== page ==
“I find it shocking that we are better at keeping our young people locked up in detention than in school.” Aboriginal and Torres Strait Islander Social Justice Commissioner Mick Gooda in a recent Amnesty International report on Australia
The disproportionate rates of incarceration are usually a result both of the ongoing, largely unaddressed impact of colonial policies and practices that have marginalized and impoverished Indigenous peoples and of the systemic discrimination and bias that continue to face Indigenous peoples in justice systems that remain foreign to their cultures and values.
These factors play out at every point of contact between Indigenous people and the justice system. And the problem is especially acute for Indigenous youth.
The experience in Canada
Numerous studies in Canada demonstrate that Indigenous women and men are more likely to come into negative contact with the law whether by committing a crime or being suspected of a crime, are more likely to face charges when there is discretion about whether or not a charge should be laid, are likely to face more serious charges than other people accused of the same crime, if convicted are likely to be given a longer sentence, and once imprisoned are likely to face stricter security conditions and have less access to rehabilitative programs and to parole.
These factors also mean that Indigenous offenders are also more likely to be affected by laws that, based on a history of prior convictions, require either mandatory minimum sentences or which allow for indeterminate, potentially lifelong sentences such as the dangerous offender designation.
As a consequence, almost a third of all people being placed in some form of custody in Canada are Indigenous, even though Indigenous people make up only 4 percent of the population. And the problem of over-incarceration is especially acute for Indigenous women and youth.
According to a Statistics Canada report, First Nations, Inuit and Métis women account for 43 percent of all women being placed behind bards in Canada,. At the same time, Indigenous girls make up 49% of the young women being placed in custody and Indigenous boys make up 36% of boys admitted to custody.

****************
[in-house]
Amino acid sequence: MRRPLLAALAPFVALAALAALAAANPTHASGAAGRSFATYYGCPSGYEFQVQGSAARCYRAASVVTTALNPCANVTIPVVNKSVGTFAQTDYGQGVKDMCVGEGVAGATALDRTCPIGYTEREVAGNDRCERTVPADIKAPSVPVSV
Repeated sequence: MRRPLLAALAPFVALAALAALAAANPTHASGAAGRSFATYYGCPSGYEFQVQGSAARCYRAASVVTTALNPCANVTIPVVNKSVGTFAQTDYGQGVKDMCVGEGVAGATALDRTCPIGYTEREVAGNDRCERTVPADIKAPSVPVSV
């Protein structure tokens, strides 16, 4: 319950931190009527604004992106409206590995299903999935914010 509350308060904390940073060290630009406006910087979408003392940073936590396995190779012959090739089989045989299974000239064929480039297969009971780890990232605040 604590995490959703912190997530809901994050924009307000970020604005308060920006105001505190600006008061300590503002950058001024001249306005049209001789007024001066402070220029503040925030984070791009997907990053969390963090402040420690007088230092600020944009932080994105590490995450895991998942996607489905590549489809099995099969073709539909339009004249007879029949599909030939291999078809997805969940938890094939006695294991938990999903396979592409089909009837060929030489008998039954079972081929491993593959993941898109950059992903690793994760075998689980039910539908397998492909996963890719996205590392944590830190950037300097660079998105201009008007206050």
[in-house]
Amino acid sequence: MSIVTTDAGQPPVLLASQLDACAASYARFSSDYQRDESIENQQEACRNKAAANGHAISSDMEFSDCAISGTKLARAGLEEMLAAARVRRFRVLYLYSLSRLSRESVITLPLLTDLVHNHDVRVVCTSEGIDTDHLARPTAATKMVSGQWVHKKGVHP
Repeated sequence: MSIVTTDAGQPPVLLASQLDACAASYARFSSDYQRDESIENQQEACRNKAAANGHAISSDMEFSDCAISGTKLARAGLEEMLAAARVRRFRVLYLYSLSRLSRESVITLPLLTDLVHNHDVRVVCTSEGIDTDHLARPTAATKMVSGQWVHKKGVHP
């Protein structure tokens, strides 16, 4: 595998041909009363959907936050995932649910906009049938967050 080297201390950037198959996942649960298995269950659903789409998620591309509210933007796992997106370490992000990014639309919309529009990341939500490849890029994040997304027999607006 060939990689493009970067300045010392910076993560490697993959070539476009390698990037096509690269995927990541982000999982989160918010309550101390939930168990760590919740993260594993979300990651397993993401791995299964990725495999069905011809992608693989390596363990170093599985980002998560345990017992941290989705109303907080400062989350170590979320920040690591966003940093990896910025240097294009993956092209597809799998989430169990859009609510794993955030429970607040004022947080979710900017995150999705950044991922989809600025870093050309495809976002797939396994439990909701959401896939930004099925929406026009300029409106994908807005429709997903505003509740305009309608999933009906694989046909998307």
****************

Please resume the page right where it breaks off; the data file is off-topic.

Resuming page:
The over-incarceration of Indigenous youth and adults in Canada has been examined in countless judicial inquiries and other studies from the Royal Commission on Aboriginal Peoples and to the recent summary report of the Truth and Reconciliation Commission (TRC). The TRC summary report released in June, noted, “It is assumed that locking up offenders makes communities safer, but there is no evidence to demonstrate that this is indeed the case.”
The TRC’s Call to Action includes a call for federal, provincial and territorial governments to eliminate the over-incarceration of Indigenous women, men and youth in the next decade, including through greater attention to alternatives to incarceration.
A crisis in Australia
A recent Amnesty International report on the over-incarceration of Indigenous youth in Australia reveals a situation with many direct parallels to Canada. Crucially, the report, called A brighter tomorrow: Keeping Indigenous kids in the community and out of detention, highlights some of the work being done at the community level to develop alternatives to incarceration.
The report looks in particular at the concept of “justice reinvestment”, of focusing more government resources not on keeping increasing numbers of people in prison, but on addressing economic and social needs that contribute to high crime rates, supporting community led safety plans and developing effective alternatives to incarceration that meet the needs of justice and community safety but also increase the likelihood of genuine rehabilitation.
Unfortunately, as the report documents, not only are such initiatives being denied adequate long-term funding, the overall direction of government policy in Australia threatens to make things even worse.
In Western Australia the incarceration rate for Indigenous youth has climbed to the point that Indigenous youth make up 80 percent of young people being incarcerated even though they make up only 6 percent of the youth population.
A critical factor are state laws that require judges to impose mandatory minimum sentences for young offenders in a number of situations. For example, in certain circumstances laws in Western Australia currently require judges to impose a mandatory one year sentence for a third burglary conviction, even where these offenses result from minor or extenuating circumstances, such as stealing food to eat.
The report notes that “Because of these laws, the Children’s Court is prevented from ensuring that detention is a measure of last resort, that the best interests of the child are a primary consideration, and that each child is dealt with in a manner proportionate to their circumstances and the offence.”
Now, the legislature in Western Australia is considering adopting a new Bill that would make things even worse. The government has already acknowledged that by expanding the cases where a mandatory will apply, the Criminal Law Amendment (Home Burglary and Other Offences) Bill 2014 will put more young people behind bars for longer periods.
Amnesty International is calling for the Bill to be rejected and for mandatory minimum sentences for youth to be repealed, in keeping with international human rights standards. You can add your voice here.